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RE: Why @#! is not Emacs using the Recycle bin on w32?

From: Drew Adams
Subject: RE: Why @#! is not Emacs using the Recycle bin on w32?
Date: Fri, 29 Aug 2008 08:06:37 -0700

> > We are talking about Emacs here.  Emacs behavior was always that it
> > deletes a file, not moves it somewhere.  So any change in that
> > behavior _by_default_ will surprise Emacs users.
> Then maybe a compromize could be to tell it in a prominent way so that
> users have a good chance to notice it?

I agree that it should be mentioned prominently.

IIUC, `delete-by-moving-to-trash' works similarly on all platforms that have
some sort of trash can (recycle bin) - is that correct? It's important that
something like this be similar for all platforms.

My preference is that this not be turned on by default - that is, keep the
traditional Emacs behavior. But I recognize the counter arguments. The
traditional behavior here is better for overall Emacs use, IMO, but I won't
argue about it. 

I would argue though that the default behavior for file deletion should be the
same on all platforms. Users should not need to worry about differences in this
regard when they use Emacs on different platforms. For me, differences between
the default behaviors of Emacs and a given platform (outside of Emacs) are less
important than differences for Emacs across platforms. In this case, I care more
that Emacs file deletion default behavior be the same on GNU/Linux, Mac, and
Windows than I care whether Emacs file deletion default behavior on Windows
respects the user's Recycle Bin setting (preference) on Windows.  

Lennart is right however that newbies (on all platforms) need to be made aware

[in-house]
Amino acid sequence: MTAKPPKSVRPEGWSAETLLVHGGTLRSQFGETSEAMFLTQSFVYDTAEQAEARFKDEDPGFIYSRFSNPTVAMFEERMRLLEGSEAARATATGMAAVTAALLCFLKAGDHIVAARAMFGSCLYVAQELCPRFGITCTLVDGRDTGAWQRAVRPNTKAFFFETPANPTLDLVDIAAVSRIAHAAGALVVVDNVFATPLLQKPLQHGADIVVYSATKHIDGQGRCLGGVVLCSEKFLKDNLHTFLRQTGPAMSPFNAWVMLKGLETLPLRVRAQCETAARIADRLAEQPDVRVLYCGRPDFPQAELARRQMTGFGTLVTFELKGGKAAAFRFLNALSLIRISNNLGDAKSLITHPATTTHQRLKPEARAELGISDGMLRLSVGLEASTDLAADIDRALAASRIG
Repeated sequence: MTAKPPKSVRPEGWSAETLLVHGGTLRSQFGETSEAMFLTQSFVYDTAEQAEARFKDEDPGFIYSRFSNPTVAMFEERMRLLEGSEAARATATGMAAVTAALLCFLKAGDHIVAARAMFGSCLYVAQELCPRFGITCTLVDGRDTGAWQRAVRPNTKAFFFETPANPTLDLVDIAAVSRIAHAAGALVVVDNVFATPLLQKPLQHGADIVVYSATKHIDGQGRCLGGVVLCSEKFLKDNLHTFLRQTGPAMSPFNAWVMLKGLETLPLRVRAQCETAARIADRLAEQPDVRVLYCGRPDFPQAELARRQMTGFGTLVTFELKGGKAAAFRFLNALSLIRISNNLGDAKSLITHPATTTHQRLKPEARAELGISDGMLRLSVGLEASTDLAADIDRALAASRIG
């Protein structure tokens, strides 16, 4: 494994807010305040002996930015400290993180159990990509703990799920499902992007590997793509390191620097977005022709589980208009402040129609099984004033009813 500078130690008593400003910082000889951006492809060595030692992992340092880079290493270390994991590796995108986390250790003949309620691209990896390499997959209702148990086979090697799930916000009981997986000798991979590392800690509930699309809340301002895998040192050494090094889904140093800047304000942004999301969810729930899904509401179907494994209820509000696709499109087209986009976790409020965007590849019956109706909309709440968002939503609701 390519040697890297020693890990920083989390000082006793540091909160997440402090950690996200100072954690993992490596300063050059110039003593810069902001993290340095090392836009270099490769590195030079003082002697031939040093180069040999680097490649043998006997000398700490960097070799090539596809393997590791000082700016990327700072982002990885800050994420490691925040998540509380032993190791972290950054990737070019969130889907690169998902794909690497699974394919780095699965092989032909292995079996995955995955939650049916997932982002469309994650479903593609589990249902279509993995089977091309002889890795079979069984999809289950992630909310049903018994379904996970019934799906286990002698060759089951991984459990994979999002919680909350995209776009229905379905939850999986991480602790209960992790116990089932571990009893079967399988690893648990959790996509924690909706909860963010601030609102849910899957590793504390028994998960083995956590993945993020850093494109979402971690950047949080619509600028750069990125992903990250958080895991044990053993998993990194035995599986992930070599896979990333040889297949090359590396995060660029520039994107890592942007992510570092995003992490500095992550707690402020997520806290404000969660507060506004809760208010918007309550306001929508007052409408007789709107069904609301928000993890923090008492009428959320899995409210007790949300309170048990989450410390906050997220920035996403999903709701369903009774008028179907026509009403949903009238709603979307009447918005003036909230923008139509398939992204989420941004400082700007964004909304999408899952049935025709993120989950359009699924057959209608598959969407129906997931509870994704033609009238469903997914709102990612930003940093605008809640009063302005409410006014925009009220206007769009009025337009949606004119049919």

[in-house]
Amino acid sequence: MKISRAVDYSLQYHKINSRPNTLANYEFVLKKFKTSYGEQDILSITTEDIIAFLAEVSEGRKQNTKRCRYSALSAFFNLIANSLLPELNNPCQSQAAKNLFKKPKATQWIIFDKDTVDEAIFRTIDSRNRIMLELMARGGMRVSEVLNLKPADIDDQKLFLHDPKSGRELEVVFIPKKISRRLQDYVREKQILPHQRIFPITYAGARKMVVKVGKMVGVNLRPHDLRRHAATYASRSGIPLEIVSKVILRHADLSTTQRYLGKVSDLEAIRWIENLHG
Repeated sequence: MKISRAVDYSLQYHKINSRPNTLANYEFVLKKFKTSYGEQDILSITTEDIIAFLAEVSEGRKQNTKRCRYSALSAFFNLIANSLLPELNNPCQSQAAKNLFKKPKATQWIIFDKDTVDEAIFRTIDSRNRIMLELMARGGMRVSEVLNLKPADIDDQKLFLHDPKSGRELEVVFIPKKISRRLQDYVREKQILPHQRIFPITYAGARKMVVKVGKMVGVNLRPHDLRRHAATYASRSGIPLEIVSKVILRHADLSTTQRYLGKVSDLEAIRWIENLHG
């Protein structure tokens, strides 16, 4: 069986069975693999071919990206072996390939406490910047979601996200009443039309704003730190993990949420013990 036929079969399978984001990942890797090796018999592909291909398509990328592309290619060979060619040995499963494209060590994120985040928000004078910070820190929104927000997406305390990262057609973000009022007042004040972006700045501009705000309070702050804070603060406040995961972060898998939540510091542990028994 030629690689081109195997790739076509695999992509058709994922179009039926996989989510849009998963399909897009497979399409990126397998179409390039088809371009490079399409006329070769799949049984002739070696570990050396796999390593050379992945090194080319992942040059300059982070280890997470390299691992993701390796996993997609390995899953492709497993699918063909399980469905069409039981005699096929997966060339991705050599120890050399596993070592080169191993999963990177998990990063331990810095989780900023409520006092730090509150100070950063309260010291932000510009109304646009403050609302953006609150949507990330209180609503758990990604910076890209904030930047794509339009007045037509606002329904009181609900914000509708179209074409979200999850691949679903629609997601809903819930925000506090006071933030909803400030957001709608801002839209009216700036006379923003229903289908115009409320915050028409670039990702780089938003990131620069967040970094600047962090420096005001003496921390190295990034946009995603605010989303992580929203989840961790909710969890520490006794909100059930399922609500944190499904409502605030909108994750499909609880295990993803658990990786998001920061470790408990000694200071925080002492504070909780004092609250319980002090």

of the default Emacs behavior regarding file deletion and how to change it. I'd
suggest adding some use of Dired to the tutorial (if it's not already there),
explicitly pointing out _by example_ that your file is gone after you confirm
its deletion, and explicitly showing you by example how you can get the
alternative backup/trash can/recycle bin behavior.

[BTW - I am astounded that Lennart, who is no newbie, just discovered the
default behavior and doesn't use Dired much. I can't imagine using Emacs without
Dired. Perhaps it's related to using Viper?]

In sum: (1) Regardless of whether we change the default behavior, this option
and the default needs to be documented prominently. (2) My preference is to keep
the traditional default behavior. (3) The default behavior should be the same
across platforms.


In general, I do not agree that Emacs should aim to be as close as possible to
what newbies are used to on their particular platform. Instead, each default
behavior we choose needs to be decided on its own merits, and especially with an
eye to how it fits with Emacs use overall.

Emacs should give you useful, coherent overall behavior out of the box - not
necessarily a UI that is optimal and not necessarily a UI as close as possible
to newbie habits or expectations. (Yes, I know that some will disagree.) And we
should make it clear how to customize the default behavior in each case. Wrt
newbies, we should try to make adjustment to Emacs not too difficult, but we
should not sacrifice Emacs strengths just to minimize newbie surprise.

Overall, learning Emacs should be about learning a new and better way of
working, and we should facilitate that learning by documenting the advantages
and differences. We don't want newbies to get frustrated (e.g. lose important
files) because of a lack of easily accessible information. But some of the
responsibility is on their shoulders - they need to at least follow the tutorial
and perhaps read a little. Perhaps this needs to be said to them up front. Emacs
is not Windows or Mac or even GNU/Linux. (Yes, I know that some will disagree.)

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